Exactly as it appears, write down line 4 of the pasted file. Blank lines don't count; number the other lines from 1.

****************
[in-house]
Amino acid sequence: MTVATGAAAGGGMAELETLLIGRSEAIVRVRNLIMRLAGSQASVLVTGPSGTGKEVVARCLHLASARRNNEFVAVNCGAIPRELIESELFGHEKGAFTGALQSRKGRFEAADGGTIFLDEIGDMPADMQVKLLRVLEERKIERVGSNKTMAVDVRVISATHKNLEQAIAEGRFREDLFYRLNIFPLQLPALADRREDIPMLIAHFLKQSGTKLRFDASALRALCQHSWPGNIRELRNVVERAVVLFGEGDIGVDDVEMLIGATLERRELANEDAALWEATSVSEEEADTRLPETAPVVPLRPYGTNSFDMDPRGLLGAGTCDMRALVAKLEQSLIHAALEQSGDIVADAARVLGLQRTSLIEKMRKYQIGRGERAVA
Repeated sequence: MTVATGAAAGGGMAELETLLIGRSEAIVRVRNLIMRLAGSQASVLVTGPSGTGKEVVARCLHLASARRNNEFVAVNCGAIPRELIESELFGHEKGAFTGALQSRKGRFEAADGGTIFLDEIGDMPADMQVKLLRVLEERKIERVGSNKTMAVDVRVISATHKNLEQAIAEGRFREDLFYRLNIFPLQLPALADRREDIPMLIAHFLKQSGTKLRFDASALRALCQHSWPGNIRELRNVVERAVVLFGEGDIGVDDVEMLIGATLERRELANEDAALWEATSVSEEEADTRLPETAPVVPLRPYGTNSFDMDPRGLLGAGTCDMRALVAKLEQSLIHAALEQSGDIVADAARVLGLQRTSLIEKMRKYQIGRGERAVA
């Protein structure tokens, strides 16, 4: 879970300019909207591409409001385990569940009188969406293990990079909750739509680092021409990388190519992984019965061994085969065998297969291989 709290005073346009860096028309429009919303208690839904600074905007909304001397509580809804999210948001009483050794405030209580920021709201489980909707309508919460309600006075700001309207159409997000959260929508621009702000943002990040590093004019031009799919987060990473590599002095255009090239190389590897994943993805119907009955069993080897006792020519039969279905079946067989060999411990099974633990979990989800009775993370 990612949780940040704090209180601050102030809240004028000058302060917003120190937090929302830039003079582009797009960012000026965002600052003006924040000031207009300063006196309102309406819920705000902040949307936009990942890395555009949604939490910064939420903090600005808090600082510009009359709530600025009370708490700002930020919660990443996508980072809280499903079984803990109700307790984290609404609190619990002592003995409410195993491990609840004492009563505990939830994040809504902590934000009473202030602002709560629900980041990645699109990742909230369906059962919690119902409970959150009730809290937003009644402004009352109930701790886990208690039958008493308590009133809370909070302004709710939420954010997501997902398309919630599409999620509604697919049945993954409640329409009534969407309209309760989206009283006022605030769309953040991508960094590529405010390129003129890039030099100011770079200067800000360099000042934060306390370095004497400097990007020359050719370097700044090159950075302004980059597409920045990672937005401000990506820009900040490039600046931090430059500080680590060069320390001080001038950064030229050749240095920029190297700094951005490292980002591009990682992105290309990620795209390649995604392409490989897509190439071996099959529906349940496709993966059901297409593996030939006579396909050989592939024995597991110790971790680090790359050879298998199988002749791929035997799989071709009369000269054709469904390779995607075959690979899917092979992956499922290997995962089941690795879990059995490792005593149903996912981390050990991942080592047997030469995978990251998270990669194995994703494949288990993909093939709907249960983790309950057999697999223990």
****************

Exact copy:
């Protein structure tokens, strides 16, 4: 879970300019909207591409409001385990569940009188969406293990990079909750739509680092021409990388190519992984019965061994085969065998297969291989 709290005073346009860096028309429009919303208690839904600074905007909304001397509580809804999210948001009483050794405030209580920021709201489980909707309508919460309600006075700001309207159409997000959260929508621009702000943002990040590093004019031009799919987060990473590599002095255009090239190389590897994943993805119907009955069993080897006792020519039969279905079946067989060999411990099974633990979990989800009775993370 990612949780940040704090209180601050102030809240004028000058302060917003120190937090929302830039003079582009797009960012000026965002600052003006924040000031207009300063006196309102309406819920705000902040949307936009990942890395555009949604939490910064939420903090600005808090600082510009009359709530600025009370708490700002930020919660990443996508980072809280499903079984803990109700307790984290609404609190619990002592003995409410195993491990609840004492009563505990939830994040809504902590934000009473202030602002709560629900980041990645699109990742909230369906059962919690119902409970959150009730809290937003009644402004009352109930701790886990208690039958008493308590009133809370909070302004709710939420954010997501997902398309919630599409999620509604697919049945993954409640329409009534969407309209309760989206009283006022605030769309953040991508960094590529405010390129003129890039030099100011770079200067800000360099000042934060306390370095004497400097990007020359050719370097700044090159950075302004980059597409920045990672937005401000990506820009900040490039600046931090430059500080680590060069320390001080001038950064030229050749240095920029190297700094951005490292980002591009990682992105290309990620795209390649995604392409490989897509190439071996099959529906349940496709993966059901297409593996030939006579396909050989592939024995597991110790971790680090790359050879298998199988002749791929035997799989071709009369000269054709469904390779995607075959690979899917092979992956499922290997995962089941690795879990059995490792005593149903996912981390050990991942080592047997030469995978990251998270990669194995994703494949288990993909093939709907249960983790309950057999697999223990």